Keeping warm, before central heating made it too easy, was a risky business. There’s nothing like a chimney fire for turning your knuckles white.
We had them regularly. Sweeps were expensive, so my father would use Imps, stamp-sized packets of wonderstuff that promised to blast the flue clean safely but which inevitably turned nasty and resulted in the chimney doing a Stromboli while lava gushed into the grate and we sat on the edge of our seats with fixed stares.
When my family moved from the town centre in the late 1940s to live on Stafford’s first post-war housing estate at Silkmore, we said goodbye to all that and took a quantum leap into a hi-tech world: electric lighting, inside loo and the newfangled Beeston Boiler, which provided us with hot water on tap and which ran on anything from old shoes to sugar bags filled with damp, nutty slack.
These stoves, made in a Nottinghamshire factory, were state of the art and, before the council started building in Sidney Avenue and neighbouring streets, a luxury unknown in Stafford.
Our particular home fire never stopped burning.
A smart grey-enamel affair that dominated the dining room, it was at its most efficient fed on coke, but when supplies ran low, as they inevitably did in the thick of winter, anything was worth a try.
It was on such occasions that the shoe cupboard was raided. It was always well-stocked: my mother, a jumble sale regular, was in the habit of grabbing half a dozen bargain pairs to put by purely for their potential as fuel. She also saved every day’s potato peelings – rice and pasta hadn’t been invented – to “bank up” last thing before bed.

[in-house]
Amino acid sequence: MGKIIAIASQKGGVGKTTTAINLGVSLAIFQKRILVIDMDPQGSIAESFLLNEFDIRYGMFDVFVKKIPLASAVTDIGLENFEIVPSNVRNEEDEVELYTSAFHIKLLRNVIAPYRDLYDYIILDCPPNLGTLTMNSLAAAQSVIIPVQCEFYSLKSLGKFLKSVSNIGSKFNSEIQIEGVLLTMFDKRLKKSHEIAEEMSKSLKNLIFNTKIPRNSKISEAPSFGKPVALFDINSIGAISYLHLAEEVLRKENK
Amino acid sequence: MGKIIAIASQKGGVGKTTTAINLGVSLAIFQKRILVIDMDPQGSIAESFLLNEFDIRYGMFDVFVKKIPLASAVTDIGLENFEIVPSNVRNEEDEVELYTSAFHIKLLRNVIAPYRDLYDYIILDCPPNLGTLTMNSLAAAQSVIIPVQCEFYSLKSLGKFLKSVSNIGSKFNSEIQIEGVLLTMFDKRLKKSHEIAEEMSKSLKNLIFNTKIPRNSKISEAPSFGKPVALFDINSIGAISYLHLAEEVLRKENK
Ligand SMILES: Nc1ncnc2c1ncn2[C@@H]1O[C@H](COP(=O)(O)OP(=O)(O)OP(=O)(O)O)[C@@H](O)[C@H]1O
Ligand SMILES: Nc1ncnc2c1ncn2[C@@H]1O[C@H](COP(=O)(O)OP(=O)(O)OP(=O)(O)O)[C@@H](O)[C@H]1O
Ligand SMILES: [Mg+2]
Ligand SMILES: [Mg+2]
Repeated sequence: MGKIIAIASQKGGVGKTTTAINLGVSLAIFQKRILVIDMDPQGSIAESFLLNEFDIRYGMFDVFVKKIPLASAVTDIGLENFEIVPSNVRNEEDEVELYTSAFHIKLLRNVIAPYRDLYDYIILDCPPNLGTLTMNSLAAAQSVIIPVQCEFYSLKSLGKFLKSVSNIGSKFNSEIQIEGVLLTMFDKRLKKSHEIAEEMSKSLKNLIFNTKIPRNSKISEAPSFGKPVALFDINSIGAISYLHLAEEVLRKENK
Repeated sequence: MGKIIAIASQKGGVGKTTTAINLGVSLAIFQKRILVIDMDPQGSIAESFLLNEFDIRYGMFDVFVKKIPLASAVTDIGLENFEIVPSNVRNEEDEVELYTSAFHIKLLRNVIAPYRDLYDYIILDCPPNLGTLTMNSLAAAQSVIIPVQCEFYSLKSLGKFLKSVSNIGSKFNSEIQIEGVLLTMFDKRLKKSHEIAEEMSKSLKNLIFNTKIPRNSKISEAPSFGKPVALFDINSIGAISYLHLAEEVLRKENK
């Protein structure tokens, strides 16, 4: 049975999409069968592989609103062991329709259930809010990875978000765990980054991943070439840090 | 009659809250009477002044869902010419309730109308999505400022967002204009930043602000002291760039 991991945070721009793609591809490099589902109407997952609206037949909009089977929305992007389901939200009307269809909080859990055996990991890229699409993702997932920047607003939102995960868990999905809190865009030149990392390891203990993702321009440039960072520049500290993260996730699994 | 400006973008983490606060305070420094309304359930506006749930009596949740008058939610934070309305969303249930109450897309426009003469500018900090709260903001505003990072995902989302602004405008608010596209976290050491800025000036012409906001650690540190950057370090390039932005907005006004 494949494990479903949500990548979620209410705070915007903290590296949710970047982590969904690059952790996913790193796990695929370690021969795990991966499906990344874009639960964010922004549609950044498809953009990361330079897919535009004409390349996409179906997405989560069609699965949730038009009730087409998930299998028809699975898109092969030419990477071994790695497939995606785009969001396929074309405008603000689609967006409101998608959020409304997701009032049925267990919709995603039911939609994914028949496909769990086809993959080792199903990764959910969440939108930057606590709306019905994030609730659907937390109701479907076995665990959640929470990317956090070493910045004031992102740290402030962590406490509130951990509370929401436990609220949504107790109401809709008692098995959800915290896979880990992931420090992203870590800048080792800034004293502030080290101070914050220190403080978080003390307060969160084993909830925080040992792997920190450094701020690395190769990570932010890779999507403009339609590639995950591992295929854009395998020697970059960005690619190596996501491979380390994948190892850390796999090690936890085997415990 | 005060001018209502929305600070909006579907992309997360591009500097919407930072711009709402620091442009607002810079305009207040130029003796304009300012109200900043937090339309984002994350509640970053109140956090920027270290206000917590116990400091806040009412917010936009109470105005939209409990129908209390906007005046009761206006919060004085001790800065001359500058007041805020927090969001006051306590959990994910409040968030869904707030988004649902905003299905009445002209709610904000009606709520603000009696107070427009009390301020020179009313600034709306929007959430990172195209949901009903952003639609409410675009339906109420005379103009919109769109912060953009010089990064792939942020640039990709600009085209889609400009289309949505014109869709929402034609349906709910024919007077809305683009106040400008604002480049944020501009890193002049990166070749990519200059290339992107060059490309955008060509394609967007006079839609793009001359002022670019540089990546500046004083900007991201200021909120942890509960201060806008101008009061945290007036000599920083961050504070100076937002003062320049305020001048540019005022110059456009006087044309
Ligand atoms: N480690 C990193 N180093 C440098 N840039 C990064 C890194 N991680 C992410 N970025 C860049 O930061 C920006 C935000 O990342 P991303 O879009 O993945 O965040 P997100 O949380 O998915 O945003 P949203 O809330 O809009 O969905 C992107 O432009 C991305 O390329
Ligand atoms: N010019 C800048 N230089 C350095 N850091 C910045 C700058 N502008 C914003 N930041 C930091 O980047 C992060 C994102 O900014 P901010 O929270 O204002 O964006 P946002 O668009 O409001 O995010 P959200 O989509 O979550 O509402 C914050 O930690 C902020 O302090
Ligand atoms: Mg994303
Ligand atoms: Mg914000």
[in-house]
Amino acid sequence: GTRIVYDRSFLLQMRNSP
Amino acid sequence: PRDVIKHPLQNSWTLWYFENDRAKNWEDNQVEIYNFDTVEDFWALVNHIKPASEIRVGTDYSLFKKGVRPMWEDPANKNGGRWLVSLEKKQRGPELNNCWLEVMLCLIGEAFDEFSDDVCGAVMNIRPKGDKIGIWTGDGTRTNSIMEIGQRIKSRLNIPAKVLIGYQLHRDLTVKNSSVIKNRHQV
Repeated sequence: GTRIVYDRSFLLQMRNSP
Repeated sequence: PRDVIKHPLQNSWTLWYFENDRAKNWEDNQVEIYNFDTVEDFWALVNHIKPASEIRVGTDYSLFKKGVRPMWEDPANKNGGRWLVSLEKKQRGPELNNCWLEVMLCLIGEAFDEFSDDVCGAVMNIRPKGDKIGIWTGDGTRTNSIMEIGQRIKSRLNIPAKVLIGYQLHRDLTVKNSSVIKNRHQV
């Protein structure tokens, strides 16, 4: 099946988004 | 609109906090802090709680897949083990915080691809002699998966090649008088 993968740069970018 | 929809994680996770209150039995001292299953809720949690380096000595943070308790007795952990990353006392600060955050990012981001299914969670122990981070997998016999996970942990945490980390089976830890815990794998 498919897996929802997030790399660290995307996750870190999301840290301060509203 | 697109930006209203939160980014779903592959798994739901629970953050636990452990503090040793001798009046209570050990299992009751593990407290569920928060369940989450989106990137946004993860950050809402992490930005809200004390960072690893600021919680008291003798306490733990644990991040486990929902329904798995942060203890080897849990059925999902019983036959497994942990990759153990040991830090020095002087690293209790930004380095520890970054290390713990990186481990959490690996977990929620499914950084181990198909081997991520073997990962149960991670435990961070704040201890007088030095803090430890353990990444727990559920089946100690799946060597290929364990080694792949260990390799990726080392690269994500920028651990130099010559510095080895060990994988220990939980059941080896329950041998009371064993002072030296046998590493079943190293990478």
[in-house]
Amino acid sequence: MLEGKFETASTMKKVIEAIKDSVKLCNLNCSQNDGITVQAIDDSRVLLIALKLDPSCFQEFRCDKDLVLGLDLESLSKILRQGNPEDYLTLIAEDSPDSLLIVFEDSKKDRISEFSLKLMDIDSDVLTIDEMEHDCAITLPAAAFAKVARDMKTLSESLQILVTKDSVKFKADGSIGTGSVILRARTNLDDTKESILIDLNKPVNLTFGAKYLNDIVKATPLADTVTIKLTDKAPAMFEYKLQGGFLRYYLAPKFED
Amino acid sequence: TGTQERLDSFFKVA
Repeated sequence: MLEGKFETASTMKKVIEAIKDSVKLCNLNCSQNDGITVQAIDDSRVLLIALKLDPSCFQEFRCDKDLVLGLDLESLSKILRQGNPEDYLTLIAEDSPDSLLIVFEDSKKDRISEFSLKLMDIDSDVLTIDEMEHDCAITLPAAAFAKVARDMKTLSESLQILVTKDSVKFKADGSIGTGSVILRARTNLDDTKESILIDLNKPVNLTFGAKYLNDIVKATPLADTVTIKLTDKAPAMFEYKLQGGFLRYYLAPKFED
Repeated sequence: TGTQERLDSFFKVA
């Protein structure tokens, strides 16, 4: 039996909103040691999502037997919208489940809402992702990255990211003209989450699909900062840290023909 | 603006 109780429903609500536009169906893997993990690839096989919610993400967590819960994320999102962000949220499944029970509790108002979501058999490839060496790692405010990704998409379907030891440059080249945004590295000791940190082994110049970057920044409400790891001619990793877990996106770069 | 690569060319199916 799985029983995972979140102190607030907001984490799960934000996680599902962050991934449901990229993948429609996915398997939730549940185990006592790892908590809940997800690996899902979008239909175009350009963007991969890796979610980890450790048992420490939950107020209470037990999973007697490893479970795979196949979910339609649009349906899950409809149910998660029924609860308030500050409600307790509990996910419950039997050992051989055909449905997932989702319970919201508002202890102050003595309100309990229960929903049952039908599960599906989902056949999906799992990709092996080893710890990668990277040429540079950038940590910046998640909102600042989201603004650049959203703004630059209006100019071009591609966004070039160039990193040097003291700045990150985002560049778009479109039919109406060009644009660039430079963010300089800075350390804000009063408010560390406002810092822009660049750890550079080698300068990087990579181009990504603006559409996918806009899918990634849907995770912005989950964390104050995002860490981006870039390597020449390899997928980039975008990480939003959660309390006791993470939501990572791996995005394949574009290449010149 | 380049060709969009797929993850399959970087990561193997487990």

No matter what we had for breakfast (often porridge slowcooked overnight in an earthenware crock on top of the stove) it was always accompanied by the tantalising smell of baked spuds.
The heat generated while the family slept was never wasted. A clothes-horse full of washing was left in front every night to air, part of a laundry process that included using the stove as an improvised iron. My school tie was passed behind the chimney pipe and pulled back and forth against it until the creases disappeared.
After Sunday lunch and after tea on weekdays, the wireless beckoned.
We’d settle down to listen to Billy Cotton, Take it from Here, Educating Archie, Life with the Lyons or Arthur Askey and the doors of the Beeston would be opened. We all roasted and got chilblains.
At bedtime I resented leaving the rest of the family in that friendly glow, but as the youngest I had little choice.
Consolation was provided by a different sort of glow. On top of the landing just outside my bedroom door the Valor paraffin stove, shiny-black and smelling like an ironmonger’s shop, phut-phutted idly and I’d fall asleep looking at the ruby patterns on the ceiling cast there by its coloured grille.
Central heating? More efficient, inarguably, but it’s not easy to get enthusiastic about a radiator.